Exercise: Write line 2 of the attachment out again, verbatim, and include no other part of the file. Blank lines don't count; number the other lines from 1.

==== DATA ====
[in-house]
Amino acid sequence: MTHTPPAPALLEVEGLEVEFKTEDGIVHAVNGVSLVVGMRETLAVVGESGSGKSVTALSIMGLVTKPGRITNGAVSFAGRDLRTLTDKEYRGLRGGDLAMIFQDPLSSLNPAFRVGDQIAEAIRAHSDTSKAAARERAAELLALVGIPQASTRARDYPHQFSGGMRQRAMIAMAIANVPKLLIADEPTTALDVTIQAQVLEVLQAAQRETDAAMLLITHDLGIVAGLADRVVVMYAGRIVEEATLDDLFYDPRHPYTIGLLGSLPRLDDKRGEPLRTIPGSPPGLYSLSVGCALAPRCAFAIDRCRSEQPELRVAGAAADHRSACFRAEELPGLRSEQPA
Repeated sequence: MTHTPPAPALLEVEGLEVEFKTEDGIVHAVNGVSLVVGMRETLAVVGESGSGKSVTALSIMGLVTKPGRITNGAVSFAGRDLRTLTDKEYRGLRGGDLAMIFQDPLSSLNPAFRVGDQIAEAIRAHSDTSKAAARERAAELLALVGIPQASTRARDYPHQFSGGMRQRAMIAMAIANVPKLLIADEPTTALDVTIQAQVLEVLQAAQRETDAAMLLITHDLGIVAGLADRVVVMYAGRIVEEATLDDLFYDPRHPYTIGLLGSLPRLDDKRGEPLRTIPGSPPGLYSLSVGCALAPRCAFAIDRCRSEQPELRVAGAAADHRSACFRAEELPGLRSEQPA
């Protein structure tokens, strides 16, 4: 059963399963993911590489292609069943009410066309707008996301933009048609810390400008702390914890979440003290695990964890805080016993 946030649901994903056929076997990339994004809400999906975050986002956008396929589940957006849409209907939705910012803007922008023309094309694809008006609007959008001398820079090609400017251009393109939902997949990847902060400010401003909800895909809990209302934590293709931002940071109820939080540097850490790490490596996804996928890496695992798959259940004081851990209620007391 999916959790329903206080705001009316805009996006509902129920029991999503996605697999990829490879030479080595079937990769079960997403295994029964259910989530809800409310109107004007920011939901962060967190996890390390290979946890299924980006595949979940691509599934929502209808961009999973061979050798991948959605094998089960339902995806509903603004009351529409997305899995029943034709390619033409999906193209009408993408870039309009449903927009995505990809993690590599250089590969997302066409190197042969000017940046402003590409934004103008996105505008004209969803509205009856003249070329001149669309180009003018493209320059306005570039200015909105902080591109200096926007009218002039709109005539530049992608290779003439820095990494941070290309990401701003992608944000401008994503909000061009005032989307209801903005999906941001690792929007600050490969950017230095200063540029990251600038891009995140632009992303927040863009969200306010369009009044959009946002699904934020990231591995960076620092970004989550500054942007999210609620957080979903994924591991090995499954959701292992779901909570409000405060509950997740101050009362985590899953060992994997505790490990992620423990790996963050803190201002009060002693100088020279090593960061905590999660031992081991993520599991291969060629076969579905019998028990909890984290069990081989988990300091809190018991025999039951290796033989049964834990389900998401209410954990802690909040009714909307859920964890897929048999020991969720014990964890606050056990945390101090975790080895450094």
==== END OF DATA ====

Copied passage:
Amino acid sequence: MTHTPPAPALLEVEGLEVEFKTEDGIVHAVNGVSLVVGMRETLAVVGESGSGKSVTALSIMGLVTKPGRITNGAVSFAGRDLRTLTDKEYRGLRGGDLAMIFQDPLSSLNPAFRVGDQIAEAIRAHSDTSKAAARERAAELLALVGIPQASTRARDYPHQFSGGMRQRAMIAMAIANVPKLLIADEPTTALDVTIQAQVLEVLQAAQRETDAAMLLITHDLGIVAGLADRVVVMYAGRIVEEATLDDLFYDPRHPYTIGLLGSLPRLDDKRGEPLRTIPGSPPGLYSLSVGCALAPRCAFAIDRCRSEQPELRVAGAAADHRSACFRAEELPGLRSEQPA